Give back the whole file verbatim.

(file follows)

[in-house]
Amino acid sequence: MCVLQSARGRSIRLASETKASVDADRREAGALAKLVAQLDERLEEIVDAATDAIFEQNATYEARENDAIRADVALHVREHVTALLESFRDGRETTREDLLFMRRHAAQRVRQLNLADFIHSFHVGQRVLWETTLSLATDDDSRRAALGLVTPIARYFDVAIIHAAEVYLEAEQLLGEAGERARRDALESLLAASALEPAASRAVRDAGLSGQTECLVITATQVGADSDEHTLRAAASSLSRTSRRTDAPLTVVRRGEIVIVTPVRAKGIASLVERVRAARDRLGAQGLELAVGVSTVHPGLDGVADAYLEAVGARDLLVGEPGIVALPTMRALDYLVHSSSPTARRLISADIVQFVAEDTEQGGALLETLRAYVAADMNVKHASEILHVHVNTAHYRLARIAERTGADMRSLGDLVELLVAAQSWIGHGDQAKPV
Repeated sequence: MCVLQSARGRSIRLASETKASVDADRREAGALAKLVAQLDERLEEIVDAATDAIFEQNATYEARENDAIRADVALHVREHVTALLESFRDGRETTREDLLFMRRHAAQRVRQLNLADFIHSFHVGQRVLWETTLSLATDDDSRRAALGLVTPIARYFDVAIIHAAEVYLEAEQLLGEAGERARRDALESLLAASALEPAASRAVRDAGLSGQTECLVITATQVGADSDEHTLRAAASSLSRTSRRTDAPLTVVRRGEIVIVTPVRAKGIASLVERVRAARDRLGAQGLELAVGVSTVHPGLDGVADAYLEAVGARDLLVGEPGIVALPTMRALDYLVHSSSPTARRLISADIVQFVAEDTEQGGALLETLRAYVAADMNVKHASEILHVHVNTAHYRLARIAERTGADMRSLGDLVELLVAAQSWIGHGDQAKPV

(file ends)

[in-house]
Amino acid sequence: MCVLQSARGRSIRLASETKASVDADRREAGALAKLVAQLDERLEEIVDAATDAIFEQNATYEARENDAIRADVALHVREHVTALLESFRDGRETTREDLLFMRRHAAQRVRQLNLADFIHSFHVGQRVLWETTLSLATDDDSRRAALGLVTPIARYFDVAIIHAAEVYLEAEQLLGEAGERARRDALESLLAASALEPAASRAVRDAGLSGQTECLVITATQVGADSDEHTLRAAASSLSRTSRRTDAPLTVVRRGEIVIVTPVRAKGIASLVERVRAARDRLGAQGLELAVGVSTVHPGLDGVADAYLEAVGARDLLVGEPGIVALPTMRALDYLVHSSSPTARRLISADIVQFVAEDTEQGGALLETLRAYVAADMNVKHASEILHVHVNTAHYRLARIAERTGADMRSLGDLVELLVAAQSWIGHGDQAKPV
Repeated sequence: MCVLQSARGRSIRLASETKASVDADRREAGALAKLVAQLDERLEEIVDAATDAIFEQNATYEARENDAIRADVALHVREHVTALLESFRDGRETTREDLLFMRRHAAQRVRQLNLADFIHSFHVGQRVLWETTLSLATDDDSRRAALGLVTPIARYFDVAIIHAAEVYLEAEQLLGEAGERARRDALESLLAASALEPAASRAVRDAGLSGQTECLVITATQVGADSDEHTLRAAASSLSRTSRRTDAPLTVVRRGEIVIVTPVRAKGIASLVERVRAARDRLGAQGLELAVGVSTVHPGLDGVADAYLEAVGARDLLVGEPGIVALPTMRALDYLVHSSSPTARRLISADIVQFVAEDTEQGGALLETLRAYVAADMNVKHASEILHVHVNTAHYRLARIAERTGADMRSLGDLVELLVAAQSWIGHGDQAKPV